where they want to take it. Australia is obviously the nation with the cleanest sheet – they don’t have any domestic competition at present, and that is why they would like to see an expansion. The more competitive rugby they have, the better for them from a financial viewpoint.’
Where an expanded competition would help South Africa would be in broadening the local player base involved in the Super competition, and Saru president Oregan Hoskins has made it known that he wants to see the Spears concept re-visited. Like the participation of nations which remain untapped sources of rugby potential, rugby readiness has to be a big consideration before the green light can be given.
‘Obviously that is what we would like to see. An extra team from the Eastern Cape makes a lot of sense from a transformation and development viewpoint, as well as just getting big live rugby matches to a part of South Africa which covers a large area. But it is crucial that the region is rugby ready, they have to be competitive week in and week out for it to be attractive to the broadcaster.’
If they were able to prove they were rugby ready, the inclusion of Japan, Argentina, the USA and Canada would add the necessary extra spice to the competition, as well as open up new markets and attract strong currencies. The Super 14 would then also be doing rugby a huge favour by sparking further growth of the code in areas where all sports, for financial reasons, want to get a foothold.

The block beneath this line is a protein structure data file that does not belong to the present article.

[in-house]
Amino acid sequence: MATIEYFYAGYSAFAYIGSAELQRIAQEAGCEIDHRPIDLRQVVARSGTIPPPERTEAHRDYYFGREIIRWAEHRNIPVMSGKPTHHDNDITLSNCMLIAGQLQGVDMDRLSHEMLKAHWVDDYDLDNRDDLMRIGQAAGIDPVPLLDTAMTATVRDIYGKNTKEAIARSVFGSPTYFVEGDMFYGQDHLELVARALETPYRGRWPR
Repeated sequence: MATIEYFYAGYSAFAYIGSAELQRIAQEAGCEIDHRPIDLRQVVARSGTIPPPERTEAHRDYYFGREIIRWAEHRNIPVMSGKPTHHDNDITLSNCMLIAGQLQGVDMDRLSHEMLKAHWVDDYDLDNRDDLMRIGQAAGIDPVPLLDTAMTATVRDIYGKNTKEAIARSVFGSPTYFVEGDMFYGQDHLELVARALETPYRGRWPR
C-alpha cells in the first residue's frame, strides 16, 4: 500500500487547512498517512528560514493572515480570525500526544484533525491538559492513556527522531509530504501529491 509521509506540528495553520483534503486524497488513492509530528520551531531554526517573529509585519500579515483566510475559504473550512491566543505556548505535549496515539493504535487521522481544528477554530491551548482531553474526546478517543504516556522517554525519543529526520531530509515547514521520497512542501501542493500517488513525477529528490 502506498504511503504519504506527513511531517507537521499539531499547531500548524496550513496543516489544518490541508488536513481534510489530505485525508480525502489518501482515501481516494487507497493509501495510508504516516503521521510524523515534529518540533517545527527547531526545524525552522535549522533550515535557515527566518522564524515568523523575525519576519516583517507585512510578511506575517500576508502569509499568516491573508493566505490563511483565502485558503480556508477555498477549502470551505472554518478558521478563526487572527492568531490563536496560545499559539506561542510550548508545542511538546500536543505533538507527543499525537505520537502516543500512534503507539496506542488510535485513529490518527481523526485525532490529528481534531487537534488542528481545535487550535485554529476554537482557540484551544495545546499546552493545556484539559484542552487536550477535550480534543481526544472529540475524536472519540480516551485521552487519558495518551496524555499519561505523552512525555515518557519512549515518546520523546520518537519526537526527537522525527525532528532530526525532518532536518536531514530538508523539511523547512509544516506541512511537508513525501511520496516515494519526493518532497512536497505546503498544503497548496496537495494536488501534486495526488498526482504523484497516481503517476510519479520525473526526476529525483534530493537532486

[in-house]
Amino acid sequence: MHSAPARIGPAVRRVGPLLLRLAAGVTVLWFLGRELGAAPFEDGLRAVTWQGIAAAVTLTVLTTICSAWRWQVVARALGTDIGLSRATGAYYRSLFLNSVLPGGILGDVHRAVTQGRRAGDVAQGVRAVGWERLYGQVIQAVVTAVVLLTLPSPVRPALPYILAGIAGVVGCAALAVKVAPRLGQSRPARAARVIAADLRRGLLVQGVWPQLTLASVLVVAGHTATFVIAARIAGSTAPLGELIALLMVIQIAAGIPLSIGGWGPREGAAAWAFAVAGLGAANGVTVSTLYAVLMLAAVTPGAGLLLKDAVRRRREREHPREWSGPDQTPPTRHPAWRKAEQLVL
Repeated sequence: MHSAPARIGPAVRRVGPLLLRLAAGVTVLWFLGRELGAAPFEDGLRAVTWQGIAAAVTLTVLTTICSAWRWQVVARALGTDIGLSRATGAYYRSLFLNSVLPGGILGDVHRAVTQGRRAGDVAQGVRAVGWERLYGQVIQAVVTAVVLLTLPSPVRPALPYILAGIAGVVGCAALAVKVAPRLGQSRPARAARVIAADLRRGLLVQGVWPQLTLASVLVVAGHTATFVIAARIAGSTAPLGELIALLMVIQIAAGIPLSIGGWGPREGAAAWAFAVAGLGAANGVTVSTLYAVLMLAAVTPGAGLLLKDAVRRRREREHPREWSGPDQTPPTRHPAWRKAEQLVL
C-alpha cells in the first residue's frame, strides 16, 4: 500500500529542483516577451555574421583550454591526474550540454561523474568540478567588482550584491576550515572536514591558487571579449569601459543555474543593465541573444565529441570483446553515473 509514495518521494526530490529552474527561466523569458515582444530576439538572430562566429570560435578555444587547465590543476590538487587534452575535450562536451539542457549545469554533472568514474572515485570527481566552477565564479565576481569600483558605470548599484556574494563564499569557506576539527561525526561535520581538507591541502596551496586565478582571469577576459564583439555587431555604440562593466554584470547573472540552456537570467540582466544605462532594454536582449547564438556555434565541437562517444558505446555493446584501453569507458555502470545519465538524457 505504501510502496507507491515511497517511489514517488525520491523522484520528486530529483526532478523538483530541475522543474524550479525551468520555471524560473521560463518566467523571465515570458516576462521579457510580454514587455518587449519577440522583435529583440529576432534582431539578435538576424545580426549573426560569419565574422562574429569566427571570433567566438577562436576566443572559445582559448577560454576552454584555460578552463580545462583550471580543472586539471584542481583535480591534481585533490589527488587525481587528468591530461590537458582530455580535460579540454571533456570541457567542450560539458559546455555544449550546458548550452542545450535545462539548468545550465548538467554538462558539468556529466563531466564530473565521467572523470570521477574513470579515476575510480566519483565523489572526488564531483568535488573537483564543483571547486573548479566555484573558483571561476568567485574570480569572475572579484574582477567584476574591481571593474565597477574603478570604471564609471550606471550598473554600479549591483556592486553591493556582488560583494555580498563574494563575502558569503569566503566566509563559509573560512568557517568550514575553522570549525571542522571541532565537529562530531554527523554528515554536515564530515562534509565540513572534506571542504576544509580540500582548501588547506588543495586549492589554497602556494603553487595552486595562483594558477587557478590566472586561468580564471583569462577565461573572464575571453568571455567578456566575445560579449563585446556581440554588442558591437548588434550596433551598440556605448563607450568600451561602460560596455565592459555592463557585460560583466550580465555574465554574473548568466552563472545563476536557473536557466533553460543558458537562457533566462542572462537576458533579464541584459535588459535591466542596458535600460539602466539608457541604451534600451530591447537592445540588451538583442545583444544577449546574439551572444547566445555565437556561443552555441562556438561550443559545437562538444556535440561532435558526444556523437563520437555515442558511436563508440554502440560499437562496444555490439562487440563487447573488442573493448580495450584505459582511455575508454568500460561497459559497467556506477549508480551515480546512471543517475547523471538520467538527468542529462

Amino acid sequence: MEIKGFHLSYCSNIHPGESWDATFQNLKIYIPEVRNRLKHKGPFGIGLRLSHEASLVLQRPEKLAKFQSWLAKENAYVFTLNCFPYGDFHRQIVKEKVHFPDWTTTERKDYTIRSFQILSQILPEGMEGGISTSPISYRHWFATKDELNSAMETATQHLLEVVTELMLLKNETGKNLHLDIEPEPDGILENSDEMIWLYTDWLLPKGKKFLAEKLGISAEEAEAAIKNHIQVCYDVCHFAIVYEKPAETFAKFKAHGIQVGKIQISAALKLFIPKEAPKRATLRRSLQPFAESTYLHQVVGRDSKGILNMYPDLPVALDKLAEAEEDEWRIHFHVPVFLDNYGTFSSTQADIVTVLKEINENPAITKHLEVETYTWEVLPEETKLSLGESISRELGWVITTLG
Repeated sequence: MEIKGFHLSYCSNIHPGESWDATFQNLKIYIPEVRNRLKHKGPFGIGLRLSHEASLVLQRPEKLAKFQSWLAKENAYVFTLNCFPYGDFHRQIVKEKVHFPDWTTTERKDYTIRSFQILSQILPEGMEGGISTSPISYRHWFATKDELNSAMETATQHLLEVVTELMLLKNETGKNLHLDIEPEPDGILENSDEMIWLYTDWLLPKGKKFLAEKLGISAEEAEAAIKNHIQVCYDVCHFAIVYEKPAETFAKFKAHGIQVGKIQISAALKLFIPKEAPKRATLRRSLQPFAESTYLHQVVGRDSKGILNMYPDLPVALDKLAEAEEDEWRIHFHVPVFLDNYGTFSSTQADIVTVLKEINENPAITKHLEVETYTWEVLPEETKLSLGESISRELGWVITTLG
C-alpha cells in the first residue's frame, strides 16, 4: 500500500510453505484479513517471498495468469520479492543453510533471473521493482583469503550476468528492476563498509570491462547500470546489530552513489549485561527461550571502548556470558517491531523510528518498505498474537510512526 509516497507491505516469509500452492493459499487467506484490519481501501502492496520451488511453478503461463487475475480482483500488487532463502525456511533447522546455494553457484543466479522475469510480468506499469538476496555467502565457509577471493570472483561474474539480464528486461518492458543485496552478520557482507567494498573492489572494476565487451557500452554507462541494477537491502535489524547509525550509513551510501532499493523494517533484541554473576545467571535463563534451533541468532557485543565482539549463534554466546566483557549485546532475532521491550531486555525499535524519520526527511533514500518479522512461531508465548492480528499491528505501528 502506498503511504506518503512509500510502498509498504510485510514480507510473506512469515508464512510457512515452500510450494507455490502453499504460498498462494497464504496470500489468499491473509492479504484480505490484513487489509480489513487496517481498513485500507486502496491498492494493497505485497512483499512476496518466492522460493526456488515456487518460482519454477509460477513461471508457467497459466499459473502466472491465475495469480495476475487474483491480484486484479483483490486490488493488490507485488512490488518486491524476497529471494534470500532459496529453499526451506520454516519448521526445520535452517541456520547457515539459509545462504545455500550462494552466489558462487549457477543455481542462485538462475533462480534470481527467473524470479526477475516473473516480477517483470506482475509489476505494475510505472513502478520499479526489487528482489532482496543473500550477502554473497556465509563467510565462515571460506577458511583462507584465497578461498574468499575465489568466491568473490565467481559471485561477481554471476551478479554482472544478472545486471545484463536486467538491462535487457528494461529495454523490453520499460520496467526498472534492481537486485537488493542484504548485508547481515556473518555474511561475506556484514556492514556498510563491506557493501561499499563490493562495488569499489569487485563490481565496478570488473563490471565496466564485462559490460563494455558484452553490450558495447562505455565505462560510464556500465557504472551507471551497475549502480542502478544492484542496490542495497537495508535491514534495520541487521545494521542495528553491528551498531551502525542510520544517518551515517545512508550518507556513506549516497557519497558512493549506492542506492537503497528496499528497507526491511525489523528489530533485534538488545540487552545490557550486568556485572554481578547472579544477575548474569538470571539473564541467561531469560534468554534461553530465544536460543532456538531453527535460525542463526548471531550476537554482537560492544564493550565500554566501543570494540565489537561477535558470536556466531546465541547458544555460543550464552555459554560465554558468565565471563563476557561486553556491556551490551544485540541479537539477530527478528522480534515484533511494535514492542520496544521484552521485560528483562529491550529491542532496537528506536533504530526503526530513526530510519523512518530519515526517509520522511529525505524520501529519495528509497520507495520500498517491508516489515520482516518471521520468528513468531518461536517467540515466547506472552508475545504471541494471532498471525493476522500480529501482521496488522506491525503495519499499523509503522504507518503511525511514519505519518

The advantages of having the Americans involved are many, but you just have to think of one, the interest of their broadcasters and the probable economic spin-offs from that, to see it as a winner. Argentina, and probably the Pacific Islands, are being considered for different reasons, but again that little phrase comes up – ‘rugby readiness’.
And it is not a small consideration. We saw in 2007 how competitive Argentina can be when they are at full strength and all their players, most of whom are now based in France, are available. But we saw in August, when the Springboks thumped a weakened team by 60 points, just how poor they are when their top players are otherwise engaged.
With the teams from the Pacific this is even more of a potential problem, and while the addition of new competitors might initially pep up a tournament in need of an injection, the interest will quickly wear thin if the new teams keep getting thumped by big margins.
And while for Australia the addition of Japan and island teams is hardly problematic in terms of travel, for South Africa it would add further to the over-done travel schedules of players who just see too many aeroplanes and hotel rooms in their rugby year.
The bottom line though is that the competition must be interesting to the viewing public and the rugby market, and the Sanzar partners and other role players face a tricky juggling act as they search for a formula that will satisfy the expansionists as well as ensure that instead of just seeing the Lions providing cannon fodder for two months of the year, their supporters will in future have to put up with four.
This article first appeared in SA Rugby magazine.